Monday, January 14, 2008


I often reminisce about my experience living in England because it brings pleasurable memories that actually gets me optimistic about the future of Nigeria . The standard of living and organized system in that country is something that has always excited me. Almost everything I watched on television and read in magazines was exactly as they were spelt but better expressed in reality. But most eye-opening was getting to understand that young people there face almost the same challenges as us here in Nigeria ! However, it is easy to get carried away by such development and become oblivious of the fact that that country and other developed ones paid the price during their long process of development to become what they are today- a place so many young Nigerians will love to migrate to.
In Terry Wogan’s autobiography “Is it me”, the renowned broadcaster noted that there was a time his father made long walks barefooted to get to school, where they used slates and chalks due to lack of writing materials. Does that not sound like a scene that can be found somewhere in today’s Nigeria ? It seems a very long time ago when developed countries were at the level Nigeria is today. But is it possible that when we get to the level they are today, we would have achieved much more? After all, we are very ambitious and strong-willed people who are good at knowing better than our teachers or colonial masters! I believe with a good sense of togetherness and workable government structure, we can really get there!
By “there”, I mean a corruption-free country where others want to visit and live in, a level where things work right- good electricity, equal access to clean water, good road, standard healthcare, qualitative education, decent wages for services rendered etc., a level where there is a prompt and accurate response to enquiries by the right authority, a level where we are all active citizens of Nigeria working together for progress. But, we must be ready to pay the price too, we shouldn’t be afraid of change, as long as it is for good of everyone. So many people resisted and are still resisting Abuja’s master plan, we complained when slums in the city were demolished because many people we rendered homeless, so that means every change that comes must come in a correct form. For example, the Lagos state government’s plan to ban molue buses should be well structured so that the drivers won’t be left jobless.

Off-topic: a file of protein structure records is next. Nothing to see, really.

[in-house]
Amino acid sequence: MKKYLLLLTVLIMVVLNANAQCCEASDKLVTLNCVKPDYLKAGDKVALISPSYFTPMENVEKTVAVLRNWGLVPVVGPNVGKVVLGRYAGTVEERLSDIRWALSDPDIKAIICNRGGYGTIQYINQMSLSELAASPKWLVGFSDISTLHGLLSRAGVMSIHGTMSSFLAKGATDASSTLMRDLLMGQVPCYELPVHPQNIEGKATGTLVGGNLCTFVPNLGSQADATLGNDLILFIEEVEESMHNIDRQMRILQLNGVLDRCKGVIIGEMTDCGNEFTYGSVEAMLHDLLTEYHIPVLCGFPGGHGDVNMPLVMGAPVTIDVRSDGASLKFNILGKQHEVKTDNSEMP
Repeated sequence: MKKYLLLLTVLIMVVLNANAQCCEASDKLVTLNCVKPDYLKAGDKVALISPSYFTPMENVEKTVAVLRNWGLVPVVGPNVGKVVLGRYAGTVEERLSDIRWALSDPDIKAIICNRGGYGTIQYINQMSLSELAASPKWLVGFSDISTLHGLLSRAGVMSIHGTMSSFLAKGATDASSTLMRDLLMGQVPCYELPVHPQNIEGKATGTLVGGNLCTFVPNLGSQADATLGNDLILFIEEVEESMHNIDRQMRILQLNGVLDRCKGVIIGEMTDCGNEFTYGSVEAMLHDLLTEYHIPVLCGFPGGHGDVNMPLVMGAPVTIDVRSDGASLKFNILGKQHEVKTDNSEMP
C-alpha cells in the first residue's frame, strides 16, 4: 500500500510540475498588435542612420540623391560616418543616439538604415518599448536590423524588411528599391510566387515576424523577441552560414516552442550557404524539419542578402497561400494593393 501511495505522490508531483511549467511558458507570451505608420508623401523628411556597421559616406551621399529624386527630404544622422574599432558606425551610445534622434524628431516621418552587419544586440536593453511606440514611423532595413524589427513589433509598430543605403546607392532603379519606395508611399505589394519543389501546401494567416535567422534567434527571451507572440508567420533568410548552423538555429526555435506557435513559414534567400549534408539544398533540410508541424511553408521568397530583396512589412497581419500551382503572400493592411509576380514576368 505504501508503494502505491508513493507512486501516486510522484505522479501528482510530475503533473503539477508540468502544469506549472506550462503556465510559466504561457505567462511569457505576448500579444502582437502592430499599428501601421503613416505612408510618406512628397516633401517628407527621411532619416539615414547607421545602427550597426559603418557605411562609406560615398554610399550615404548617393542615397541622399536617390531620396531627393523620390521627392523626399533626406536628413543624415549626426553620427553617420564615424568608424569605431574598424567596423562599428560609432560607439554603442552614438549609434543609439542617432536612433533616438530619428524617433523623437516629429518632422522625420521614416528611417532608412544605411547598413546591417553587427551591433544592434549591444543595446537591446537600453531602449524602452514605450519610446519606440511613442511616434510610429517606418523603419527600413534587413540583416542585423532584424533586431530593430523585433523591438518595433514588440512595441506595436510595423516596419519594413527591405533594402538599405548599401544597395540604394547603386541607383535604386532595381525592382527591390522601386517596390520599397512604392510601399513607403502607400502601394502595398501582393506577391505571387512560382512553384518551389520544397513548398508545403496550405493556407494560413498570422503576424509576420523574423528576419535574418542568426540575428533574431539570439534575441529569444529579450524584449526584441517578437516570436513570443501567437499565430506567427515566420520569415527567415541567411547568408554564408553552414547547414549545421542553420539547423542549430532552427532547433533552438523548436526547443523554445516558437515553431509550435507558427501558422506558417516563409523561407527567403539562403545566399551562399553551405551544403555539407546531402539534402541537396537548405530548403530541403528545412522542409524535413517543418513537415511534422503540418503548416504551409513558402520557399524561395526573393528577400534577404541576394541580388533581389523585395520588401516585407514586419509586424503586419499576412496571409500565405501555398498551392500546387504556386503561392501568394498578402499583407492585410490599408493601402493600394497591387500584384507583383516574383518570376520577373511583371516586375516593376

With God, I believe nothing is impossible, even though our economy, government structure etc. seems to be struggling right now; a secure future is possible for Nigeria . We should all support the government, and we youths should be allowed to fearlessly dream it and work towards it for indeed the New Nigeria will come to stay!

1 comment:

Lola said...

One thing to note is that much of England's, and other Western countries', wealth has come from the exploitation of countries like Nigeria. They have had a major helping hand by things like slavery and colonialism. In fact, I would argue that many other countries have 'paid the price' in order for the West to get where it is today.
Apart from that, you are right - Nigeria must work towards moving towards development and improving the situation for the country and Nigerian people.